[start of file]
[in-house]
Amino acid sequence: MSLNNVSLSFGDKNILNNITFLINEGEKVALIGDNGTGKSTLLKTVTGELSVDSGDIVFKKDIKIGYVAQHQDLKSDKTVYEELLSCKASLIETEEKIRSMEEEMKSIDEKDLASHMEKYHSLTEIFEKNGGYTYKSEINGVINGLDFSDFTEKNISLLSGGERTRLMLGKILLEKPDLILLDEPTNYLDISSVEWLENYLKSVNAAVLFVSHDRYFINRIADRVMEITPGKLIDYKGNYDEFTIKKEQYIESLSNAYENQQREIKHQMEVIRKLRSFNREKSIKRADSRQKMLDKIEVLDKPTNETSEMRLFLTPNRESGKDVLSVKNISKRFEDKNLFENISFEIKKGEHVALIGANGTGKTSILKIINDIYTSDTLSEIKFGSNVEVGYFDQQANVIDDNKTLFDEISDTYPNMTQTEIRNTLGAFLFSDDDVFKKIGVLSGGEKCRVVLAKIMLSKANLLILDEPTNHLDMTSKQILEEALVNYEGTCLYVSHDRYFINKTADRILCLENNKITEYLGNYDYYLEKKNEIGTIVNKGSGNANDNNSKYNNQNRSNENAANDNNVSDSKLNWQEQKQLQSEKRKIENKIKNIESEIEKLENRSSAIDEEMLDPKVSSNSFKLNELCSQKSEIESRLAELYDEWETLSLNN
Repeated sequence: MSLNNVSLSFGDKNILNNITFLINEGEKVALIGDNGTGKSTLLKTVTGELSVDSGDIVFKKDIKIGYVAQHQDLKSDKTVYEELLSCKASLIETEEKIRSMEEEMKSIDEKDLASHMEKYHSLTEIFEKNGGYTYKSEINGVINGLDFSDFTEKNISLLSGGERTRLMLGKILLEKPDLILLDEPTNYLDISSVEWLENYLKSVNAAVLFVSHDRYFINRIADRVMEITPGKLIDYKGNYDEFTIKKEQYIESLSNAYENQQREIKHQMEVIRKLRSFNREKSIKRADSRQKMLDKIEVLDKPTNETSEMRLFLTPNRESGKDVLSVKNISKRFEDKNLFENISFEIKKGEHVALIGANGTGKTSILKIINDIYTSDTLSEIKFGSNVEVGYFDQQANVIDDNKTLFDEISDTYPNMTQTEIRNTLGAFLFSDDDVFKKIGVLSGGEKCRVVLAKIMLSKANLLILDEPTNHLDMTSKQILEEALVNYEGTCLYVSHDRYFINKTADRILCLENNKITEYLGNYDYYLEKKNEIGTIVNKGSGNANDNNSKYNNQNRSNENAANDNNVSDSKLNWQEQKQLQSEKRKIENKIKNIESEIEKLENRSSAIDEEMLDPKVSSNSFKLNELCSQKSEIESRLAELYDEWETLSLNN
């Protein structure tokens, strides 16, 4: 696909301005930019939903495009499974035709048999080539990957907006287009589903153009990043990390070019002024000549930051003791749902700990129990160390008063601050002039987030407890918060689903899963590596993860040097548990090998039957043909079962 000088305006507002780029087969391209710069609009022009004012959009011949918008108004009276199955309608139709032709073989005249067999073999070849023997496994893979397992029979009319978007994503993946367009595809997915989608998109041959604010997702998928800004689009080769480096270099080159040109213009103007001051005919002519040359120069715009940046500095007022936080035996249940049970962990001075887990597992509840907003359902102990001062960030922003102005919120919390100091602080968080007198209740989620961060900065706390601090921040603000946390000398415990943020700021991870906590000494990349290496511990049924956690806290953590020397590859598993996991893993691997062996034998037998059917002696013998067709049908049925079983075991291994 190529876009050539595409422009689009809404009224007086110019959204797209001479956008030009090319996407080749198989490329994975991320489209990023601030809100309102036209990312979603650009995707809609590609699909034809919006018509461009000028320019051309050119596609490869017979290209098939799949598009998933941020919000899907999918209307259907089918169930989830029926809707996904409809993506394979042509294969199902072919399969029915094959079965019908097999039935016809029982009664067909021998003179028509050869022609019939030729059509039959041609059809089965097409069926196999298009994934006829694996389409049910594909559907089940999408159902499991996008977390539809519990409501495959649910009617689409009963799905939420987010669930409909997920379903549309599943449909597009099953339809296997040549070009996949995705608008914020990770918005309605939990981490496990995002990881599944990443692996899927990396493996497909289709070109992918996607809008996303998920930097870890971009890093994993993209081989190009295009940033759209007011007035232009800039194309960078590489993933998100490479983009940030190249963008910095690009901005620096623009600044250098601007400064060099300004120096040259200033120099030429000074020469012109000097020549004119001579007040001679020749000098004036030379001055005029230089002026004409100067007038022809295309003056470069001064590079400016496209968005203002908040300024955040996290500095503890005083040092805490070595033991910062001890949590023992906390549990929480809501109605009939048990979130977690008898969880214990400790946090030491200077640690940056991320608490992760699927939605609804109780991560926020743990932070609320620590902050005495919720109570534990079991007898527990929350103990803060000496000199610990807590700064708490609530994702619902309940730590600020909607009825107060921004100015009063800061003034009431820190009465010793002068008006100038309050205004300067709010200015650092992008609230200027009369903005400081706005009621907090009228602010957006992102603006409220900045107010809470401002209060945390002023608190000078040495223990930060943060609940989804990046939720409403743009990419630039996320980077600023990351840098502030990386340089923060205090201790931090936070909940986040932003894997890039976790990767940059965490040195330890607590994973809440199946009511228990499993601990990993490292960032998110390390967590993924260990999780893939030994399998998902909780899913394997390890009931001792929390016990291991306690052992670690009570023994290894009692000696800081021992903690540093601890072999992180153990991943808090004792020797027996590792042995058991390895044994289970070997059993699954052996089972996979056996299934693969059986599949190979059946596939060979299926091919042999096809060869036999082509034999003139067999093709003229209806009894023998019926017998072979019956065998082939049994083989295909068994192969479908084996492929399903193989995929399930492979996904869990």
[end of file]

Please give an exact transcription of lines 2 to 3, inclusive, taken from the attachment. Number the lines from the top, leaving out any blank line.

Amino acid sequence: MSLNNVSLSFGDKNILNNITFLINEGEKVALIGDNGTGKSTLLKTVTGELSVDSGDIVFKKDIKIGYVAQHQDLKSDKTVYEELLSCKASLIETEEKIRSMEEEMKSIDEKDLASHMEKYHSLTEIFEKNGGYTYKSEINGVINGLDFSDFTEKNISLLSGGERTRLMLGKILLEKPDLILLDEPTNYLDISSVEWLENYLKSVNAAVLFVSHDRYFINRIADRVMEITPGKLIDYKGNYDEFTIKKEQYIESLSNAYENQQREIKHQMEVIRKLRSFNREKSIKRADSRQKMLDKIEVLDKPTNETSEMRLFLTPNRESGKDVLSVKNISKRFEDKNLFENISFEIKKGEHVALIGANGTGKTSILKIINDIYTSDTLSEIKFGSNVEVGYFDQQANVIDDNKTLFDEISDTYPNMTQTEIRNTLGAFLFSDDDVFKKIGVLSGGEKCRVVLAKIMLSKANLLILDEPTNHLDMTSKQILEEALVNYEGTCLYVSHDRYFINKTADRILCLENNKITEYLGNYDYYLEKKNEIGTIVNKGSGNANDNNSKYNNQNRSNENAANDNNVSDSKLNWQEQKQLQSEKRKIENKIKNIESEIEKLENRSSAIDEEMLDPKVSSNSFKLNELCSQKSEIESRLAELYDEWETLSLNN
Repeated sequence: MSLNNVSLSFGDKNILNNITFLINEGEKVALIGDNGTGKSTLLKTVTGELSVDSGDIVFKKDIKIGYVAQHQDLKSDKTVYEELLSCKASLIETEEKIRSMEEEMKSIDEKDLASHMEKYHSLTEIFEKNGGYTYKSEINGVINGLDFSDFTEKNISLLSGGERTRLMLGKILLEKPDLILLDEPTNYLDISSVEWLENYLKSVNAAVLFVSHDRYFINRIADRVMEITPGKLIDYKGNYDEFTIKKEQYIESLSNAYENQQREIKHQMEVIRKLRSFNREKSIKRADSRQKMLDKIEVLDKPTNETSEMRLFLTPNRESGKDVLSVKNISKRFEDKNLFENISFEIKKGEHVALIGANGTGKTSILKIINDIYTSDTLSEIKFGSNVEVGYFDQQANVIDDNKTLFDEISDTYPNMTQTEIRNTLGAFLFSDDDVFKKIGVLSGGEKCRVVLAKIMLSKANLLILDEPTNHLDMTSKQILEEALVNYEGTCLYVSHDRYFINKTADRILCLENNKITEYLGNYDYYLEKKNEIGTIVNKGSGNANDNNSKYNNQNRSNENAANDNNVSDSKLNWQEQKQLQSEKRKIENKIKNIESEIEKLENRSSAIDEEMLDPKVSSNSFKLNELCSQKSEIESRLAELYDEWETLSLNN